News - March 9, 2023 - by Ray Hagar
Robert Laxalt, with his reporter's roots, never fully trusted politicians -- except for his brother Paul, whose lifetime saw him serve as Nevada's governor, lieutenant governor and U.S. Senator.
In Paul Laxalt's most decisive campaign of his career -- Nevada's 1974 U.S. Senate election -- Paul's politics and Robert's book, Sweet Promised Land, were entwined in a way that caused friction among friends and the extended family of Dominique's and Theresa Laxalt's children.
"So there are a lot of wonderful, wonderful things about the Laxalt family but there are also some problem areas," Monique Laxalt, Robert's daughter said in an interview.
In 1973, Nevada's entrenched U.S. Sen. Alan Bible shocked the state's political class by announcing he would not run for re-election.
Speculation was wild on who would replace him after the 1974 election. Republicans focused on Laxalt, who had left the governor's mansion in 1970 to build the Ormsby House Hotel & Casino in Carson City.
Eventually the Democrats landed on their candidate, too, Lt. Gov. Harry Reid, then just 33.
As is the tradition of Nevada's senatorial elections, the 1974 campaign was a tight race. Paul Laxalt needed a boost.
Laxalt's political team suggested the campaign re-issue Robert Laxalt's Sweet Promised Land in a special edition as a way to reintroduce his brother, Paul, to the people and paint him as a son of a sheepherder, an iconic Nevada "every-man" who rose up from a hardscrabble upbringing and made good.
The unfolding drama was defined by Warren Lerude, a former Reno Gazette-Journal editor and publisher in his book, Robert Laxalt, The Story of a Storyteller:
"Harry Reid was winning," Lerude wrote, recalling the opinion for a former great Nevada pollster, Wayne Pearson, who died in 2019. "And Harry Reid was in the news. He was the headlines. He was a public official. Paul (Laxalt) had stepped out of the governor's job to build a hotel. Four years later, not everybody knew who Paul Laxalt was.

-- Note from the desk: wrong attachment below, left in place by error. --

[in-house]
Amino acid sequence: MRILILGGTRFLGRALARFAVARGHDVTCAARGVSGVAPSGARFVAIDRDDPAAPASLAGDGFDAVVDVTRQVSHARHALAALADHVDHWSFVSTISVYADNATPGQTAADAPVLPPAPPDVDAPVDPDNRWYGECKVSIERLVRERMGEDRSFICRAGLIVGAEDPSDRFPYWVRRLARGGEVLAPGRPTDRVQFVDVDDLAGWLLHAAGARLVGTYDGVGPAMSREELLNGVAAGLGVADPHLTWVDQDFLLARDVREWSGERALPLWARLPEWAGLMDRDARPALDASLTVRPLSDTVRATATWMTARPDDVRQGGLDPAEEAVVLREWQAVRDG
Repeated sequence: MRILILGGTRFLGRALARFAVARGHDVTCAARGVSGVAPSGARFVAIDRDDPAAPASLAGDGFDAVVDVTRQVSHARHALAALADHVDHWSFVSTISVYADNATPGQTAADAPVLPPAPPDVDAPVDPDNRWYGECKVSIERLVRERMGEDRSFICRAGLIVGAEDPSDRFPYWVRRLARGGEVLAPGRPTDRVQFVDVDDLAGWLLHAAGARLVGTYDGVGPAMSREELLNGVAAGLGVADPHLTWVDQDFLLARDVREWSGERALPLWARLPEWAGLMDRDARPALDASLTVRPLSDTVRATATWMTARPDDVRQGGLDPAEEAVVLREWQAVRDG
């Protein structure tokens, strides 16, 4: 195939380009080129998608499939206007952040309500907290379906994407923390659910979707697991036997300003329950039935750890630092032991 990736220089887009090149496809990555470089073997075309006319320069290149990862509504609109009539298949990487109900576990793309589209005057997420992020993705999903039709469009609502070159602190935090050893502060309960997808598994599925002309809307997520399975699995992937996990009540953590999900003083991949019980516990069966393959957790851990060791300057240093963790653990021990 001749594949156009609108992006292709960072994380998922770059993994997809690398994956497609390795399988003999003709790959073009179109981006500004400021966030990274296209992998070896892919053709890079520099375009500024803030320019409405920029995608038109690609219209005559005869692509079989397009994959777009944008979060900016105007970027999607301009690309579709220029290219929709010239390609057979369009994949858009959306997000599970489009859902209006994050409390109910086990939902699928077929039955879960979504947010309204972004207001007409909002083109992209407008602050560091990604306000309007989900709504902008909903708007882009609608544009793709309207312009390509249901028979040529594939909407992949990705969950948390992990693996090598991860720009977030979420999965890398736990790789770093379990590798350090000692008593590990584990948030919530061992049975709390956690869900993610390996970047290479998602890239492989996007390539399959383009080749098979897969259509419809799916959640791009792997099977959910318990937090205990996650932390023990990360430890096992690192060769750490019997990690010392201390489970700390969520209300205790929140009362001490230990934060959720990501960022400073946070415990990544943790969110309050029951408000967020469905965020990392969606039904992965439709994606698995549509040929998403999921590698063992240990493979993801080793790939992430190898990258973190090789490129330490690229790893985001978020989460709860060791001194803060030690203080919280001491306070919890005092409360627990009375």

"What they (Paul's campaign) said to Bob, basically, was reintroduce him (Paul) to the voting public through an epilogue to tell the people that he is the son of a sheepherder.”
Robert Laxalt was not warm to the idea but loved his brother, said Monique Laxalt, who wrote about her father's dilemma in her book, The Deep Blue Memory.
"What I wrote in the book, when his brothers asked him to use Sweet Promised Land for politics, I wrote that the look of confusion in my dad's eyes was as deep as anything," Monique said. "He knew the value of art as art and he also knew his love for his brother. And he was just caught right in the middle."
While the campaign wanted him to do it, others pushed back.
"Bill Douglass (member of the Nevada Writers Hall of Fame and founder of the Center for Basque Studies) argued with Bob and told Bob this book belongs to the Basque people," Lerude wrote.
"Bob was torn between the art and the blood," said Lerude, winner of the Pulitzer Prize in Journalism for editorial writing in 1977. "Is he going to help his brother or just protect the art?
"What are you going to do?" Lerude asked. "You protect your brother."
"And so he did that, which is admirable from a human standpoint but it doesn't satisfy the Bill Douglass' attitude that it is not a political book. So you have a natural disagreement on that."
The decision threw her father's writing out of kilter, Monique said.
"The typewriter lost its cadence," she recalled. "His internal sense of consistency as to who he was and what he was to do in life was thrown off. And he, at least for a certain span of time, lost the fluidity of the writing."
Laxalt beat Reid by 624 votes and remained in the U.S. Senate until 1987.
Political strategist Jerry Dondero told Lerude the use of Sweet Promised Land had put Laxalt over the top.
"You can attribute the election win to that book," Dondero said.
During Ronald Reagan's presidency that began in 1981, Paul Laxalt became a trusted Reagan adviser and one of the most powerful Republicans in Washington D.C.
He was often called Reagan's "First Friend," referring to a close relationship that developed in the 1960s, when Laxalt was Nevada's governor and Reagan was California's governor. Laxalt was also the chair of three of Reagan's presidential campaigns.